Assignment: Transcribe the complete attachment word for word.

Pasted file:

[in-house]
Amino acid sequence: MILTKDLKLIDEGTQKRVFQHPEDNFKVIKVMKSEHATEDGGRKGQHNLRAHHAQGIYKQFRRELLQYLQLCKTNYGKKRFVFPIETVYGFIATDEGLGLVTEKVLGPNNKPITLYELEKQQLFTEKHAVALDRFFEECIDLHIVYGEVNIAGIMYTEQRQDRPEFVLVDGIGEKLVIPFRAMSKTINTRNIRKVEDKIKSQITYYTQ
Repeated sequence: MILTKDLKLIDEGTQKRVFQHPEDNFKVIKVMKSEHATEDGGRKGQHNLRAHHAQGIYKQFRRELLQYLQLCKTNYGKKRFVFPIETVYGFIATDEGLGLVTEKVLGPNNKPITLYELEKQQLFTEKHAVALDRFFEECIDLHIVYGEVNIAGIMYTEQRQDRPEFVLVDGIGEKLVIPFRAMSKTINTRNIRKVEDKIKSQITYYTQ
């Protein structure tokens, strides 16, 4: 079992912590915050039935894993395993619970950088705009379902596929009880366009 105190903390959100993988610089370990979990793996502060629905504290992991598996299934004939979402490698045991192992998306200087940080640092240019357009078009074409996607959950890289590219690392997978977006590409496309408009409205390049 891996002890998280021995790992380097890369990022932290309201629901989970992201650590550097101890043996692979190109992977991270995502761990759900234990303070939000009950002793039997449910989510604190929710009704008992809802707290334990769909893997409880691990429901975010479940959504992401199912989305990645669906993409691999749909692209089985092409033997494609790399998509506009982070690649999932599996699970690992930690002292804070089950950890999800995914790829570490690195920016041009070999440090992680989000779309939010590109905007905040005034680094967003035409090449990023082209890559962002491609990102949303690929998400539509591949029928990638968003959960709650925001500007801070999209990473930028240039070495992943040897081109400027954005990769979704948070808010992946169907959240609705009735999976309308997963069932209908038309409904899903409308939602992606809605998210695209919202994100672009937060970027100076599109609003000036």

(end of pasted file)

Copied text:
[in-house]
Amino acid sequence: MILTKDLKLIDEGTQKRVFQHPEDNFKVIKVMKSEHATEDGGRKGQHNLRAHHAQGIYKQFRRELLQYLQLCKTNYGKKRFVFPIETVYGFIATDEGLGLVTEKVLGPNNKPITLYELEKQQLFTEKHAVALDRFFEECIDLHIVYGEVNIAGIMYTEQRQDRPEFVLVDGIGEKLVIPFRAMSKTINTRNIRKVEDKIKSQITYYTQ
Repeated sequence: MILTKDLKLIDEGTQKRVFQHPEDNFKVIKVMKSEHATEDGGRKGQHNLRAHHAQGIYKQFRRELLQYLQLCKTNYGKKRFVFPIETVYGFIATDEGLGLVTEKVLGPNNKPITLYELEKQQLFTEKHAVALDRFFEECIDLHIVYGEVNIAGIMYTEQRQDRPEFVLVDGIGEKLVIPFRAMSKTINTRNIRKVEDKIKSQITYYTQ
């Protein structure tokens, strides 16, 4: 079992912590915050039935894993395993619970950088705009379902596929009880366009 105190903390959100993988610089370990979990793996502060629905504290992991598996299934004939979402490698045991192992998306200087940080640092240019357009078009074409996607959950890289590219690392997978977006590409496309408009409205390049 891996002890998280021995790992380097890369990022932290309201629901989970992201650590550097101890043996692979190109992977991270995502761990759900234990303070939000009950002793039997449910989510604190929710009704008992809802707290334990769909893997409880691990429901975010479940959504992401199912989305990645669906993409691999749909692209089985092409033997494609790399998509506009982070690649999932599996699970690992930690002292804070089950950890999800995914790829570490690195920016041009070999440090992680989000779309939010590109905007905040005034680094967003035409090449990023082209890559962002491609990102949303690929998400539509591949029928990638968003959960709650925001500007801070999209990473930028240039070495992943040897081109400027954005990769979704948070808010992946169907959240609705009735999976309308997963069932209908038309409904899903409308939602992606809605998210695209919202994100672009937060970027100076599109609003000036």